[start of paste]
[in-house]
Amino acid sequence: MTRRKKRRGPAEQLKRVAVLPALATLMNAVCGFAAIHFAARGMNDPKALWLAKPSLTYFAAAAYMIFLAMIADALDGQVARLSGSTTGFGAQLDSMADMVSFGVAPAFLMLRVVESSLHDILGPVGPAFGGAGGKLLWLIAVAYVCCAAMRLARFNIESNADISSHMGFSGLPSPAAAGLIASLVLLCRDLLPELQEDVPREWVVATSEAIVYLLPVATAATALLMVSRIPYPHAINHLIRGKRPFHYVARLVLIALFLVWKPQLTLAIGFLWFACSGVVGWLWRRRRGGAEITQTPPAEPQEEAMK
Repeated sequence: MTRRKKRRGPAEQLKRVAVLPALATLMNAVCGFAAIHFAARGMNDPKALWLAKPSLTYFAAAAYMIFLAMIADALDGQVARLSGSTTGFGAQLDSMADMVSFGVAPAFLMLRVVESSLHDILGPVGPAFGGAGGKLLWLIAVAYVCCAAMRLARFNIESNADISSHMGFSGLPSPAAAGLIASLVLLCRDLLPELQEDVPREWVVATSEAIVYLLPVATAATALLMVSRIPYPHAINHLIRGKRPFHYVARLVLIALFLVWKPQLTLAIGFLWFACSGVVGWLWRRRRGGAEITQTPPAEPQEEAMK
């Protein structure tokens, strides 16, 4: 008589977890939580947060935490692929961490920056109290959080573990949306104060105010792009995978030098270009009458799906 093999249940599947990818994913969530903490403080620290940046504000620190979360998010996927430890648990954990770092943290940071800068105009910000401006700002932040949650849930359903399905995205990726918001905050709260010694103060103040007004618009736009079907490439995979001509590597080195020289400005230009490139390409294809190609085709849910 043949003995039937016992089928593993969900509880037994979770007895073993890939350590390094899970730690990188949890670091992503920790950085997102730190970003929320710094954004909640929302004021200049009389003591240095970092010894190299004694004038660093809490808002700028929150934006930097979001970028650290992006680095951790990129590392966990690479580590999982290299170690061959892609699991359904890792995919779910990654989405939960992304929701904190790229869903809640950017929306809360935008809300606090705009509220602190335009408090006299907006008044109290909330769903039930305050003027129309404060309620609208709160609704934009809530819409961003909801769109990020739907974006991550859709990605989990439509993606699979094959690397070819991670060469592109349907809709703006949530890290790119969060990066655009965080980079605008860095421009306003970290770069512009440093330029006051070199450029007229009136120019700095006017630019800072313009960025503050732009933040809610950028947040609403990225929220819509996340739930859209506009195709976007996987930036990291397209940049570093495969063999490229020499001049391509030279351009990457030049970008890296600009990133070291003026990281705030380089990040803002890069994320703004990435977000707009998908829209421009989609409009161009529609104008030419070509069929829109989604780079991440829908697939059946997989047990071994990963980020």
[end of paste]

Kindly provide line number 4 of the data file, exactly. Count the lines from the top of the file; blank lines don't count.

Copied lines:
């Protein structure tokens, strides 16, 4: 008589977890939580947060935490692929961490920056109290959080573990949306104060105010792009995978030098270009009458799906 093999249940599947990818994913969530903490403080620290940046504000620190979360998010996927430890648990954990770092943290940071800068105009910000401006700002932040949650849930359903399905995205990726918001905050709260010694103060103040007004618009736009079907490439995979001509590597080195020289400005230009490139390409294809190609085709849910 043949003995039937016992089928593993969900509880037994979770007895073993890939350590390094899970730690990188949890670091992503920790950085997102730190970003929320710094954004909640929302004021200049009389003591240095970092010894190299004694004038660093809490808002700028929150934006930097979001970028650290992006680095951790990129590392966990690479580590999982290299170690061959892609699991359904890792995919779910990654989405939960992304929701904190790229869903809640950017929306809360935008809300606090705009509220602190335009408090006299907006008044109290909330769903039930305050003027129309404060309620609208709160609704934009809530819409961003909801769109990020739907974006991550859709990605989990439509993606699979094959690397070819991670060469592109349907809709703006949530890290790119969060990066655009965080980079605008860095421009306003970290770069512009440093330029006051070199450029007229009136120019700095006017630019800072313009960025503050732009933040809610950028947040609403990225929220819509996340739930859209506009195709976007996987930036990291397209940049570093495969063999490229020499001049391509030279351009990457030049970008890296600009990133070291003026990281705030380089990040803002890069994320703004990435977000707009998908829209421009989609409009161009529609104008030419070509069929829109989604780079991440829908697939059946997989047990071994990963980020």